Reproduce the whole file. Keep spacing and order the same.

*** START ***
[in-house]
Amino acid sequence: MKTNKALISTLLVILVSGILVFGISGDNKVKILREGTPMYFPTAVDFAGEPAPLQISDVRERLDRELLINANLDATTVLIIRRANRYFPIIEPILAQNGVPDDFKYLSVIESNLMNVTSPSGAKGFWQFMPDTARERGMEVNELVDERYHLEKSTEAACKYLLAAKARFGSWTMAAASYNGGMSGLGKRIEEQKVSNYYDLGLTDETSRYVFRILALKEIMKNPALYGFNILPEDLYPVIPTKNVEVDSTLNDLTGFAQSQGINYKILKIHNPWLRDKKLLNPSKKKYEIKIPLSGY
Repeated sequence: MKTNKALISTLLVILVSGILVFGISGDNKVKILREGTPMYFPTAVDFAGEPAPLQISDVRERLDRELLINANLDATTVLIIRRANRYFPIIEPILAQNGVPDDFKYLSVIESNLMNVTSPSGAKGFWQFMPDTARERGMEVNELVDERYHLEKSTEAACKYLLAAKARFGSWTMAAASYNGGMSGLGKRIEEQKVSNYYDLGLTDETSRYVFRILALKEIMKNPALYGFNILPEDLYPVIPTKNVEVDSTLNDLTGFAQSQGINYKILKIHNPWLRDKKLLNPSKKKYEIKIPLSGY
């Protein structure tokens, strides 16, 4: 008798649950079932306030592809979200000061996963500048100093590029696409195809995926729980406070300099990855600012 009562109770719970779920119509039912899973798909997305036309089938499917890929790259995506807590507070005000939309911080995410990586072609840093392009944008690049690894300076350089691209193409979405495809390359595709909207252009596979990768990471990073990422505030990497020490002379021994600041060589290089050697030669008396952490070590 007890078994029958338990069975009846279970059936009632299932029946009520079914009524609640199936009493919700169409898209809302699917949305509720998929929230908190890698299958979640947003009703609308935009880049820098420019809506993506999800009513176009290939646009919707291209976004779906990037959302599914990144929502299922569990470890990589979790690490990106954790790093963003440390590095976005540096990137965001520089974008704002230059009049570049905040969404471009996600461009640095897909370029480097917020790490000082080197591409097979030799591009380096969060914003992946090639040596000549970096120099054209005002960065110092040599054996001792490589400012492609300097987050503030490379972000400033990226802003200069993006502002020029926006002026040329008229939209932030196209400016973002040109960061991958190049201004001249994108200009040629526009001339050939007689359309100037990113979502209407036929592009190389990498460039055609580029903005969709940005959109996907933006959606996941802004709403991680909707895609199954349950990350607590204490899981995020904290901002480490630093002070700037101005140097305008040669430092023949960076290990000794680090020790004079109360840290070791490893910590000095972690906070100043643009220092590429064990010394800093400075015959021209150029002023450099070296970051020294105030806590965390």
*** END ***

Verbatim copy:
[in-house]
Amino acid sequence: MKTNKALISTLLVILVSGILVFGISGDNKVKILREGTPMYFPTAVDFAGEPAPLQISDVRERLDRELLINANLDATTVLIIRRANRYFPIIEPILAQNGVPDDFKYLSVIESNLMNVTSPSGAKGFWQFMPDTARERGMEVNELVDERYHLEKSTEAACKYLLAAKARFGSWTMAAASYNGGMSGLGKRIEEQKVSNYYDLGLTDETSRYVFRILALKEIMKNPALYGFNILPEDLYPVIPTKNVEVDSTLNDLTGFAQSQGINYKILKIHNPWLRDKKLLNPSKKKYEIKIPLSGY
Repeated sequence: MKTNKALISTLLVILVSGILVFGISGDNKVKILREGTPMYFPTAVDFAGEPAPLQISDVRERLDRELLINANLDATTVLIIRRANRYFPIIEPILAQNGVPDDFKYLSVIESNLMNVTSPSGAKGFWQFMPDTARERGMEVNELVDERYHLEKSTEAACKYLLAAKARFGSWTMAAASYNGGMSGLGKRIEEQKVSNYYDLGLTDETSRYVFRILALKEIMKNPALYGFNILPEDLYPVIPTKNVEVDSTLNDLTGFAQSQGINYKILKIHNPWLRDKKLLNPSKKKYEIKIPLSGY
């Protein structure tokens, strides 16, 4: 008798649950079932306030592809979200000061996963500048100093590029696409195809995926729980406070300099990855600012 009562109770719970779920119509039912899973798909997305036309089938499917890929790259995506807590507070005000939309911080995410990586072609840093392009944008690049690894300076350089691209193409979405495809390359595709909207252009596979990768990471990073990422505030990497020490002379021994600041060589290089050697030669008396952490070590 007890078994029958338990069975009846279970059936009632299932029946009520079914009524609640199936009493919700169409898209809302699917949305509720998929929230908190890698299958979640947003009703609308935009880049820098420019809506993506999800009513176009290939646009919707291209976004779906990037959302599914990144929502299922569990470890990589979790690490990106954790790093963003440390590095976005540096990137965001520089974008704002230059009049570049905040969404471009996600461009640095897909370029480097917020790490000082080197591409097979030799591009380096969060914003992946090639040596000549970096120099054209005002960065110092040599054996001792490589400012492609300097987050503030490379972000400033990226802003200069993006502002020029926006002026040329008229939209932030196209400016973002040109960061991958190049201004001249994108200009040629526009001339050939007689359309100037990113979502209407036929592009190389990498460039055609580029903005969709940005959109996907933006959606996941802004709403991680909707895609199954349950990350607590204490899981995020904290901002480490630093002070700037101005140097305008040669430092023949960076290990000794680090020790004079109360840290070791490893910590000095972690906070100043643009220092590429064990010394800093400075015959021209150029002023450099070296970051020294105030806590965390």